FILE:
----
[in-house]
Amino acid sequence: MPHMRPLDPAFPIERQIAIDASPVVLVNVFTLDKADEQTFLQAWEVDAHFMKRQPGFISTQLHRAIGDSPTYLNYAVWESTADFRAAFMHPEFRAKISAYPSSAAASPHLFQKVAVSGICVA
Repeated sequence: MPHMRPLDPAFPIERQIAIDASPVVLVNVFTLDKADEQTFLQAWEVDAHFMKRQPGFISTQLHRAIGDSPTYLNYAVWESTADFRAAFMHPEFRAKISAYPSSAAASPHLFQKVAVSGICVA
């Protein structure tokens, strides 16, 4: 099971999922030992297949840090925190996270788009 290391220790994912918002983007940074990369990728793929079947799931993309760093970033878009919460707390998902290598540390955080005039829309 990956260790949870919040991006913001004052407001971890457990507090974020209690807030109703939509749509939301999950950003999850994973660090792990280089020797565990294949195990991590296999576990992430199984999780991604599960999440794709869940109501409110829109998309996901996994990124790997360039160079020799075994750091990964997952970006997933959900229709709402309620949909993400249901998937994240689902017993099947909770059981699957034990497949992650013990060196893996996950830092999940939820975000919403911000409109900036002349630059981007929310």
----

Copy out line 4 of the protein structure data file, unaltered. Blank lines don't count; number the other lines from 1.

């Protein structure tokens, strides 16, 4: 099971999922030992297949840090925190996270788009 290391220790994912918002983007940074990369990728793929079947799931993309760093970033878009919460707390998902290598540390955080005039829309 990956260790949870919040991006913001004052407001971890457990507090974020209690807030109703939509749509939301999950950003999850994973660090792990280089020797565990294949195990991590296999576990992430199984999780991604599960999440794709869940109501409110829109998309996901996994990124790997360039160079020799075994750091990964997952970006997933959900229709709402309620949909993400249901998937994240689902017993099947909770059981699957034990497949992650013990060196893996996950830092999940939820975000919403911000409109900036002349630059981007929310």